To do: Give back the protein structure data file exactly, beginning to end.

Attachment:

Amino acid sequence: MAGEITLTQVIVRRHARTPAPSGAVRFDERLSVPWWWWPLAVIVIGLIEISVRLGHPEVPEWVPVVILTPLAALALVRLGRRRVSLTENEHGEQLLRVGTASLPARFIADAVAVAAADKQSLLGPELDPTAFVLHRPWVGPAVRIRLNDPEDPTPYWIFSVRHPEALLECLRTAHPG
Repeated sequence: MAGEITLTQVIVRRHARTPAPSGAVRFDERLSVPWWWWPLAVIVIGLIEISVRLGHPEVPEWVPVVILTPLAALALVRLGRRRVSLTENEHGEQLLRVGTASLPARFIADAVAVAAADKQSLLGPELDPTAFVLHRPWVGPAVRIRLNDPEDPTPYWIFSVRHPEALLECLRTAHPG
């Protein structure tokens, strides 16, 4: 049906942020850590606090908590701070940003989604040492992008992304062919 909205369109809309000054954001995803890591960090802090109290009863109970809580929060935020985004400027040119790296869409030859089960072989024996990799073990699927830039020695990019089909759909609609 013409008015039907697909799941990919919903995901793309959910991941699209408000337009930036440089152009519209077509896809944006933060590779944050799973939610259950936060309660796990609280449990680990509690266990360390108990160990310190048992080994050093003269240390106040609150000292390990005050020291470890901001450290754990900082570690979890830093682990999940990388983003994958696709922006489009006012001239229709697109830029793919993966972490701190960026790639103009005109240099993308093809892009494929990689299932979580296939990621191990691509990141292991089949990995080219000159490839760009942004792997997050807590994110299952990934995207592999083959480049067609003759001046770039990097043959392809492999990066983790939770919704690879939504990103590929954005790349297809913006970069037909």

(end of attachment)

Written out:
Amino acid sequence: MAGEITLTQVIVRRHARTPAPSGAVRFDERLSVPWWWWPLAVIVIGLIEISVRLGHPEVPEWVPVVILTPLAALALVRLGRRRVSLTENEHGEQLLRVGTASLPARFIADAVAVAAADKQSLLGPELDPTAFVLHRPWVGPAVRIRLNDPEDPTPYWIFSVRHPEALLECLRTAHPG
Repeated sequence: MAGEITLTQVIVRRHARTPAPSGAVRFDERLSVPWWWWPLAVIVIGLIEISVRLGHPEVPEWVPVVILTPLAALALVRLGRRRVSLTENEHGEQLLRVGTASLPARFIADAVAVAAADKQSLLGPELDPTAFVLHRPWVGPAVRIRLNDPEDPTPYWIFSVRHPEALLECLRTAHPG
């Protein structure tokens, strides 16, 4: 049906942020850590606090908590701070940003989604040492992008992304062919 909205369109809309000054954001995803890591960090802090109290009863109970809580929060935020985004400027040119790296869409030859089960072989024996990799073990699927830039020695990019089909759909609609 013409008015039907697909799941990919919903995901793309959910991941699209408000337009930036440089152009519209077509896809944006933060590779944050799973939610259950936060309660796990609280449990680990509690266990360390108990160990310190048992080994050093003269240390106040609150000292390990005050020291470890901001450290754990900082570690979890830093682990999940990388983003994958696709922006489009006012001239229709697109830029793919993966972490701190960026790639103009005109240099993308093809892009494929990689299932979580296939990621191990691509990141292991089949990995080219000159490839760009942004792997997050807590994110299952990934995207592999083959480049067609003759001046770039990097043959392809492999990066983790939770919704690879939504990103590929954005790349297809913006970069037909």